Interview with GSBTB founder Annamaria Olsson for female entrepreneurship and leadership site Ich Selbständig
GSBTB founder Annamaria Olsson was interviewed about being a woman entrepreneur, GSBTB’s growth and plans for the future. This interview first appeared on Ich Selbständig.
Today is a five year anniversary of the Facebook-post that marks the beginning of GSBTB. If you look 5 years back, do you remember what drove you to write this post and did you expect the reaction it had on the people around you?
The project started with a spontaneous Facebook post in 2012. 2008 I had moved from Sweden to Berlin 2008 to study and work as a journalist covering politics and the city development of Berlin. New in Berlin and Gemany I started thinking a lot about integration and how diverse cities and communities did, could and maybe should work. My own and friends migrant experiences, the growing European xenophobia, as well as what felt like few positive and modern and solution-based ways of dealing with different types of migration, drove me to write a Facebook-post addressing some of the issues with the appeal for newcomers to “get involved”.
Our original idea back in 2012 was to create an easy and modern tool to mobilize social engagement, for new Berliners to get involved locally to make neighborhoods and newcomers profit from each other. We wanted to build bridges, foster intercultural dialogue and create meeting points between old and new.
The Facebook post went viral became a snowball of things we couldn’t have imagined and the journey from that post to a full blown project platform was rapid (although it has included tons of hard work and challenges).
I could never imagined that that Facebook post would become so big. I’m writing this text from a Baku in Azerbaijan where I’ve been speaking on a UN conference about our work. Starting with a FB-post 5 year ago that feels rather surreal. I still remember our first kick off-planning meeting 2012 after the post went viral and everyone had been ”soooo excited and vamos let’s do this!!!” . The meeting ended up being a lame gathering with five rather shy and mismatched people (most of them my friends) at the Roma Theather Café… Still – one year later the ready to go GSBTB launched and fast sky rocked so never judge shaky, shy beginnings 🙂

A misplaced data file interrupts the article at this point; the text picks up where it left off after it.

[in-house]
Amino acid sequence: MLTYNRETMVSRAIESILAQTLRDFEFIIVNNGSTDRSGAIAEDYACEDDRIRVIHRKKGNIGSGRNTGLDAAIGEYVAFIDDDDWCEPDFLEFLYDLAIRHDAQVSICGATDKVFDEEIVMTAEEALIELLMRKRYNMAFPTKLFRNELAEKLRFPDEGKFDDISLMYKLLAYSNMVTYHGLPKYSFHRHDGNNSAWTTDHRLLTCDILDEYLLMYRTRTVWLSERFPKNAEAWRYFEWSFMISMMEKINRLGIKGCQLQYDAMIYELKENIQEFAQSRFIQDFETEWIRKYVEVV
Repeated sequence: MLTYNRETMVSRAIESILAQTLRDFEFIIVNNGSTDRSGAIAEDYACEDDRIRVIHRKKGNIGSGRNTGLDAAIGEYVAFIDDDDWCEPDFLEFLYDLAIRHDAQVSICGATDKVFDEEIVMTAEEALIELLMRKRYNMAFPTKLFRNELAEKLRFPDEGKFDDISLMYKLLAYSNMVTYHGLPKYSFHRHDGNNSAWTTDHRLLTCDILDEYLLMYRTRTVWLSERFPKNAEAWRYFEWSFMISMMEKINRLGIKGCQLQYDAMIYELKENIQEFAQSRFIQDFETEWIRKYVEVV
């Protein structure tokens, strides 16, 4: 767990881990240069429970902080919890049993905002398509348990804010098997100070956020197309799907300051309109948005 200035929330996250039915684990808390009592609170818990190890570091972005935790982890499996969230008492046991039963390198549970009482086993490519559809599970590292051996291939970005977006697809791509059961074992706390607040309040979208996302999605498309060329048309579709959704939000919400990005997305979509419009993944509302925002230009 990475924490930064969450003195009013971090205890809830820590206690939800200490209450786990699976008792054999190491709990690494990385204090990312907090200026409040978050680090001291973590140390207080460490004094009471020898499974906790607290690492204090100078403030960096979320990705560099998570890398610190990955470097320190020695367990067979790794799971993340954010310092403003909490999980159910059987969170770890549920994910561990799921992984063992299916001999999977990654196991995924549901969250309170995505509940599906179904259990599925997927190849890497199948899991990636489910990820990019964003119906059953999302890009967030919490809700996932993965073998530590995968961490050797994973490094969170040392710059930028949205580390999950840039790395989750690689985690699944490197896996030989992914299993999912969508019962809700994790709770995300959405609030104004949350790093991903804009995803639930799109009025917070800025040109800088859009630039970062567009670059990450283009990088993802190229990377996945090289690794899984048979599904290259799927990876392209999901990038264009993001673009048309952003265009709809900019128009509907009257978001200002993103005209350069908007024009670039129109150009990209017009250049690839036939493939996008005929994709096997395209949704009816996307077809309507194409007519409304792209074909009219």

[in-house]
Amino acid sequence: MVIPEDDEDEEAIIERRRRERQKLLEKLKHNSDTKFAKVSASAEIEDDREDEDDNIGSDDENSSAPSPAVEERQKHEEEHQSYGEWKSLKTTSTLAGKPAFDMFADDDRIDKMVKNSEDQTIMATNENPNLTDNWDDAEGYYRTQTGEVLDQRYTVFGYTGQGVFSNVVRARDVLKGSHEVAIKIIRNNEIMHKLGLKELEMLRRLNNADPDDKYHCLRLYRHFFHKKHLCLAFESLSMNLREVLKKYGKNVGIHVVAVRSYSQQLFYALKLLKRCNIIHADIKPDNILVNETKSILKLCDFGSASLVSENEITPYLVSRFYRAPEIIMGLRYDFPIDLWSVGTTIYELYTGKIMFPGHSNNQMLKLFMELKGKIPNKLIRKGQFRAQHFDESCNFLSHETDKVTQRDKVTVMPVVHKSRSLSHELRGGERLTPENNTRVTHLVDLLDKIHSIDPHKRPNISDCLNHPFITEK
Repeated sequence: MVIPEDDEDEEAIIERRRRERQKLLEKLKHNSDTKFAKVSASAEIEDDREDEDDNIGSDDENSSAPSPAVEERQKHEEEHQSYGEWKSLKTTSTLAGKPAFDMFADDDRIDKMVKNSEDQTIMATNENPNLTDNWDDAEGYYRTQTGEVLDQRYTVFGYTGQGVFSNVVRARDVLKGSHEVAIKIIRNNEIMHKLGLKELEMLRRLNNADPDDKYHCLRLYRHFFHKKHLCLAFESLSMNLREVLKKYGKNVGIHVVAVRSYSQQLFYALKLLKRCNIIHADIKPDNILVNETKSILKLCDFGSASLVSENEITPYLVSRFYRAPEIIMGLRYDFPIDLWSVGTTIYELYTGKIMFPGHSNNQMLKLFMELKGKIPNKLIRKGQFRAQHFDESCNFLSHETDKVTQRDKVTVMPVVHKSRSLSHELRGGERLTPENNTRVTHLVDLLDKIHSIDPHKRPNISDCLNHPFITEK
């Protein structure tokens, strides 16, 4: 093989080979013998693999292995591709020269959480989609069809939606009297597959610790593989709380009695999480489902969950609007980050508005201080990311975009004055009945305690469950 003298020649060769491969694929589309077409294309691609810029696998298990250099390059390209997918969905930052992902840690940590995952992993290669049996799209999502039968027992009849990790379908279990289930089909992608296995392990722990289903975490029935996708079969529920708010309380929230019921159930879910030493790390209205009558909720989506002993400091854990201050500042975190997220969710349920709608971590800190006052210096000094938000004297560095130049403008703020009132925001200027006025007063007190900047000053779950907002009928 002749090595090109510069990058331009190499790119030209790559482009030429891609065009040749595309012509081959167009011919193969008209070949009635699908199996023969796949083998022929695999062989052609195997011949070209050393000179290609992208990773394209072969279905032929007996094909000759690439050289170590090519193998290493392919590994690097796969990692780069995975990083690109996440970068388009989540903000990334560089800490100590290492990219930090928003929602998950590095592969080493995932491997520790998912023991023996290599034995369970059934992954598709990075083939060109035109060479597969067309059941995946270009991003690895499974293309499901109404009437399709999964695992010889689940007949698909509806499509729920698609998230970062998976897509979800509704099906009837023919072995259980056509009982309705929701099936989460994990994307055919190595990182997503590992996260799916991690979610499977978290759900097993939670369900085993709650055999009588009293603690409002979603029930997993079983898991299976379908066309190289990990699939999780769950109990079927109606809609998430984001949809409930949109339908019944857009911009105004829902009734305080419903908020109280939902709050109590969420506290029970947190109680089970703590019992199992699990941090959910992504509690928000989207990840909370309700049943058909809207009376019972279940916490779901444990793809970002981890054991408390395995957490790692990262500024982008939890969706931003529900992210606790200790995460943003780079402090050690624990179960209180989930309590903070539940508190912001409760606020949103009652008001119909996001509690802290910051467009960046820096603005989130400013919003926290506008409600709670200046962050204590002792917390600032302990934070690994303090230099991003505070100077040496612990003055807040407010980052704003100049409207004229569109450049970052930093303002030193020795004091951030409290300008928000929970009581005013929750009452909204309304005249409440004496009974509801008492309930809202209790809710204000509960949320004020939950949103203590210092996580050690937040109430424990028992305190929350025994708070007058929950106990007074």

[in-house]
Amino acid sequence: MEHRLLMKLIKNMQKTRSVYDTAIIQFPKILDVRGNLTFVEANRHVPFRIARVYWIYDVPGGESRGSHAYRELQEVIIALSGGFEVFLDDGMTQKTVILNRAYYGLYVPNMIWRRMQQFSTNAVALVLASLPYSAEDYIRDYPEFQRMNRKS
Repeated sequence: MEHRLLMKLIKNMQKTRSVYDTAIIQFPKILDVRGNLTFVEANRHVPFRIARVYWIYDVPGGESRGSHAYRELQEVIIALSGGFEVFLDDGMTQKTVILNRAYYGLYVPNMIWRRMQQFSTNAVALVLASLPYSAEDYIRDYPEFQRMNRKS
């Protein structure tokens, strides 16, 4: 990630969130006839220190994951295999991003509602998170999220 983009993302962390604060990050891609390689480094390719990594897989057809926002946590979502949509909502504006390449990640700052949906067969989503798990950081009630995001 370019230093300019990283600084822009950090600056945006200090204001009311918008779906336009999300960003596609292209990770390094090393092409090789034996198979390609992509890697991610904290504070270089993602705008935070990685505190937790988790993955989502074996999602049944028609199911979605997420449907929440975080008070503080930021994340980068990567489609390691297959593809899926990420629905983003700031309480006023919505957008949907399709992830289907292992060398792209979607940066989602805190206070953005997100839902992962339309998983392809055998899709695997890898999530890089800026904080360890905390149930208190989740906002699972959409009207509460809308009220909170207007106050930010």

Annamaria, the growth of GSBTB in the past 5 years is immense, your project won numerous prizes (e.g. Intercultural Innovation Award from UNAOC and BMW 2016). Were you prepared for such success and how did you adapt to your new responsibilities?
Not really. I think you never are “prepared” but life is also always full of surprises but if you work hard and is up for maneuver through constant changes it will all turn out in the end. I think you have to be flexible and take the good with the bad. Building things from scratch is always a lot of trial and error but you should also not don’t be foolish enough to try to reinvent the wheel – take time to learn from others.
I am a strong advocate for trusting your “Bauchgefühl” and have patience. Patience is the key to everything I think. If you’re a real innovator you (hopefully) know your theme/what you’re talking about and have a feeling in which directions things are (and should) be going. But not everybody has. It can take a lot of time and patience to establish your idea and convince people about your cause if you’re dealing with complex issues. As a real Changer, you are often a bit “before” the mainstream with your ideas, analysis and solutions for things. It’s really crucial to hang in there, wait and create your moment. If you’re idea is good, it will for sure come! In general think we have to learn patience more in our society. Change and good things take time… Always.
On a personal level it also took a rather long time for me to “accept” that GSBTB sort of became my life. I had my dips and forgot my own boundaries a couple of times but unfortunately I think that’s normal if you are passionate about your cause. But we take our work very serious in our team but we always remember to have fun. We are dealing with serious issues, but that doesn’t have to mean that either we or our target group want to be or are “serious” 24/7. What you are selling in the end is “positive” ideas for a “negative” social problem – but then the “fun” part needs to be there! Be upset about the problem and serious about solving it, but have fun while creating the solutions (and enjoying life in general)!